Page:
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The Mayo Clinic now offering integrated therapies for cancer patients

A year ago, Jennifer Deaderick and her significant other, Phil, were on an excursion through Costa Rica when she found a mass in her right breast.

JACKSONVILLE, Fla. -- A new program at The Mayo Clinic Jacksonville is helping patients integrate different treatment plans. This is in addition to their normal chemotherapy and radiation. The goal is to help reduce the risk of cancer coming back and give the patients a way to live a healthier life.

A year ago, Jennifer Deaderick and her significant other, Phil, were on an excursion through Costa Rica when she found a mass in her right breast. She thought it was just damaged from her backpack. It was breast cancer.

She had a double mastectomy in April, chemotherapy in June, and did six weeks of radiation in December into January. But, the program allowed her to comfortably integrate other forms of treatment like acupuncture and massage therapy.

"We want them to be able to use natural supplements that can possibly enhance their therapy, but be certain they're not using supplements that could interfere with their overall treatment," said Dr. Dawn Mussallem, Mayo Clinic's Director of Integrated Medicine and Health.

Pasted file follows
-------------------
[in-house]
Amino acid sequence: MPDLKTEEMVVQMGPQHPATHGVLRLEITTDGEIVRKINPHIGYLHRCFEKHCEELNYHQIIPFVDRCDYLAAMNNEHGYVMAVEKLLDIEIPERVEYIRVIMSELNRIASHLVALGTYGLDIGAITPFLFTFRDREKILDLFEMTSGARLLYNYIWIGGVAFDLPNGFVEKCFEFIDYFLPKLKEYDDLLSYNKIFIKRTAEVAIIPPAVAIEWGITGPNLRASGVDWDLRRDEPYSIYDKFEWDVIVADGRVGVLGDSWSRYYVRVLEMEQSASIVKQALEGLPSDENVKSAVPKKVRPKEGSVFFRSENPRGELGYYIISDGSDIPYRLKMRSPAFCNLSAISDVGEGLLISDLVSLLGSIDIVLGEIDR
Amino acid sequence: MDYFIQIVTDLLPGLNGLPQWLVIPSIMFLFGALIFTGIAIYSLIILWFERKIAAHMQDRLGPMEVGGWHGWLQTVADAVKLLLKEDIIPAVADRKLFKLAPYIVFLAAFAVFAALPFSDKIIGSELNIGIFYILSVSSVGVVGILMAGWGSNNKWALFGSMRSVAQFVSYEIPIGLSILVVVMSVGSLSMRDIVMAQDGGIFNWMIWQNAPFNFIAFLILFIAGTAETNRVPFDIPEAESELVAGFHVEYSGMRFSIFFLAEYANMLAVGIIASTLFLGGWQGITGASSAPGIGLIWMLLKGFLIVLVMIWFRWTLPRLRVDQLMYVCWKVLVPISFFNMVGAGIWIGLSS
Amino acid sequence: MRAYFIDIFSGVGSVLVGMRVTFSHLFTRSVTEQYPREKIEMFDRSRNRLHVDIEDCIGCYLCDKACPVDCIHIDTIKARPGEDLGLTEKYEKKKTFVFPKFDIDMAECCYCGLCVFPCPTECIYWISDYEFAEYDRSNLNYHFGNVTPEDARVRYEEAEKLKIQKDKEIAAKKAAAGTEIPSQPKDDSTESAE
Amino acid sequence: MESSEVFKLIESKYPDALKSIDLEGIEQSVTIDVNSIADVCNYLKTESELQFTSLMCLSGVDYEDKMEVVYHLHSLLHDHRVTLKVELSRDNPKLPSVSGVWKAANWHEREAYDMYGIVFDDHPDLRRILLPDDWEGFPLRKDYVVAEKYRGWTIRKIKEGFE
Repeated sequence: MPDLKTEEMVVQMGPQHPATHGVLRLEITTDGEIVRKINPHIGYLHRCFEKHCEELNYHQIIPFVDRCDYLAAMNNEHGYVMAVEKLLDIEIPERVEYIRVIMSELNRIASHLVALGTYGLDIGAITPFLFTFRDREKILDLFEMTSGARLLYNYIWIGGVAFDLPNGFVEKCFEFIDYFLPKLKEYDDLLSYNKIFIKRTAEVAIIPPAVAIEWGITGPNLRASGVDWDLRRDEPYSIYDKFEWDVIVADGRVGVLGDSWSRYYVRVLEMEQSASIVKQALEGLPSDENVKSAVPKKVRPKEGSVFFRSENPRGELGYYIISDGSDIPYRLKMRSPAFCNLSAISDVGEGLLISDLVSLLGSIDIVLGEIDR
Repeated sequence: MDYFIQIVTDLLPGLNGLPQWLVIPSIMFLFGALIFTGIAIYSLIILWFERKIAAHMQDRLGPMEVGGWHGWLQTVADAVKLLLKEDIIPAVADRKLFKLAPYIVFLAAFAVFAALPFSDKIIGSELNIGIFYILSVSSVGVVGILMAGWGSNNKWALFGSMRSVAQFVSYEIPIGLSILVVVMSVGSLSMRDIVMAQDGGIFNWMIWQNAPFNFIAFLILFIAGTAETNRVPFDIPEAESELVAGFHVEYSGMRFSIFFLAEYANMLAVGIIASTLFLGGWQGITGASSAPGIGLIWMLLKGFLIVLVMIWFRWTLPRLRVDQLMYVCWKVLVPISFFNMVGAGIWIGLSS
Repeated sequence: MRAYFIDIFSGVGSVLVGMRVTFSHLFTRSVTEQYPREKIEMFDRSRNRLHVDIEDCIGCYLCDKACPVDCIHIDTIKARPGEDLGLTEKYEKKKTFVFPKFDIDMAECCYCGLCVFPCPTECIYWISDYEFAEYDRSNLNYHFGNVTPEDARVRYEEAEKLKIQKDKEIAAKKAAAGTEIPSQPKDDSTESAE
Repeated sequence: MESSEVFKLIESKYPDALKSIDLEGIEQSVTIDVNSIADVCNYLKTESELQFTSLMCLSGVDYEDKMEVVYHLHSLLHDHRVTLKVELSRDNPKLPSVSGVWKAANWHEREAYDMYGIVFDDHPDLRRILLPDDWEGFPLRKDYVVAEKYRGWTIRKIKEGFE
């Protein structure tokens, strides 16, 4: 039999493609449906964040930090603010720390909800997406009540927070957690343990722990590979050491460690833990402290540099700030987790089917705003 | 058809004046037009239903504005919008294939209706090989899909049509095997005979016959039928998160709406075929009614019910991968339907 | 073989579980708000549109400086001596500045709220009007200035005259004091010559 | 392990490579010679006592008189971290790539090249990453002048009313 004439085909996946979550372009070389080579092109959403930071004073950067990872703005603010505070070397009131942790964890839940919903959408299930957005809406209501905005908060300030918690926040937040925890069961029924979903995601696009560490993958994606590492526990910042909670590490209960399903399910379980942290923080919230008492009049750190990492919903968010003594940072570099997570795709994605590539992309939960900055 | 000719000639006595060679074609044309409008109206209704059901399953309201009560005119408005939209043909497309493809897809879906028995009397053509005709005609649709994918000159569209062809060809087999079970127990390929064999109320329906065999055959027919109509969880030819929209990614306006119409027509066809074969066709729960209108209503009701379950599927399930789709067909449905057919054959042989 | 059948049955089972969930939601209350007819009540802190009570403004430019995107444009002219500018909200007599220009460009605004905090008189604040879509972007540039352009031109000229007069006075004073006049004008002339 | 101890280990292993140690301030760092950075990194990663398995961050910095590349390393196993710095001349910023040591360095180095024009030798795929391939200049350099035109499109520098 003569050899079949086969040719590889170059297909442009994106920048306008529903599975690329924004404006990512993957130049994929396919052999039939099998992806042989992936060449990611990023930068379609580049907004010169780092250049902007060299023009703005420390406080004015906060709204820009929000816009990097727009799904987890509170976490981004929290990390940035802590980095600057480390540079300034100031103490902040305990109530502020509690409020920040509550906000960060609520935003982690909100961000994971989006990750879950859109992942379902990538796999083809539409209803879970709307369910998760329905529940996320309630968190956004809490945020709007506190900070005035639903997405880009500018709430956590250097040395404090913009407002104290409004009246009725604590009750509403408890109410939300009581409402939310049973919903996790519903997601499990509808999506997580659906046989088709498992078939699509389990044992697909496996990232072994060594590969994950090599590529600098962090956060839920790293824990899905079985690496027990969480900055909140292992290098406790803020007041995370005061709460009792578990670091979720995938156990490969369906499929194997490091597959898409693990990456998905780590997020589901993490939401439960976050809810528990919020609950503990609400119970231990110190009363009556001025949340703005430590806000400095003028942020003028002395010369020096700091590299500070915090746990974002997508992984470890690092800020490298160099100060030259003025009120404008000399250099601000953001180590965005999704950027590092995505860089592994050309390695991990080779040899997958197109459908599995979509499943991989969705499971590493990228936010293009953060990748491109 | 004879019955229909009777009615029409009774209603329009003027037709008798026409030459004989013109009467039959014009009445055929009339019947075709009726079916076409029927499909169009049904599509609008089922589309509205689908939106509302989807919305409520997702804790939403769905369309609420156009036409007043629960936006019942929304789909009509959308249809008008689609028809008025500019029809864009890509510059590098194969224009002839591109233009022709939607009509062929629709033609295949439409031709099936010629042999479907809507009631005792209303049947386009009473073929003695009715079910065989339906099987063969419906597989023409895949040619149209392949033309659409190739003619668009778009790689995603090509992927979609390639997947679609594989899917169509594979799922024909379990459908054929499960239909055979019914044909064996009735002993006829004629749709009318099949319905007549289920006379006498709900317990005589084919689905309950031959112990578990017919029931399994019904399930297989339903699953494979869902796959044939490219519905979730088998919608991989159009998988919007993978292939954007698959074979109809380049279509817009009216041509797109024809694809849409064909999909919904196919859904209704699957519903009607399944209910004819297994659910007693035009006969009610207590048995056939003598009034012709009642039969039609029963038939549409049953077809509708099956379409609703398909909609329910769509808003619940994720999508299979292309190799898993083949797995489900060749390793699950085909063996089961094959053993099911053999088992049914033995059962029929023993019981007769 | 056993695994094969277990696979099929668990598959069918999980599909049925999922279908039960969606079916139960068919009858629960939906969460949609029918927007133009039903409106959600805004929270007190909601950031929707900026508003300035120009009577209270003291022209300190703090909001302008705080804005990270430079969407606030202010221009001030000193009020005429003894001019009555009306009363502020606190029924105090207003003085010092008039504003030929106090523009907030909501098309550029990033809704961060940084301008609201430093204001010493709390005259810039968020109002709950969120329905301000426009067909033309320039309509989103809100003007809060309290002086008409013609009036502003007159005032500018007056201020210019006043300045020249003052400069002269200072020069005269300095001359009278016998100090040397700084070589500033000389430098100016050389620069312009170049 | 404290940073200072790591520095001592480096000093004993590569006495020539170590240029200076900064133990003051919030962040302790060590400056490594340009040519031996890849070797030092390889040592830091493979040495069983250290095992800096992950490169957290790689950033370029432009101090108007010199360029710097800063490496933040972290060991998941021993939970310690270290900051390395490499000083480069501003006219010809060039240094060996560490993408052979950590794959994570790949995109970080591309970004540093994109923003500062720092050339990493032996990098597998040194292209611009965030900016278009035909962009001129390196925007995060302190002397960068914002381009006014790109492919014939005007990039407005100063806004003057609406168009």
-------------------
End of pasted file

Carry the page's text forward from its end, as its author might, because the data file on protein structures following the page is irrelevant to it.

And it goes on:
She's a cancer survivor herself. A recent study measured the quality of life in patients and when they incorporated other types of treatment, they saw improvement with fatigue, decreased cancer-associated pain, and improved energy. And for Jennifer, she could do yoga, and have the confidence that it was okay to incorporate other healing methods with her treatment.

"I think it's allowed me to live and to travel and to continue to do the things that make me feel like me and make me feel not like a patient for even just a small period of time. It's the difference between just being a cancer patient and continuing to be Jen," Deaderick said.

The program started in the Jacoby Center for Breast Health and is now being offered to all oncology patients at The Mayo Clinic.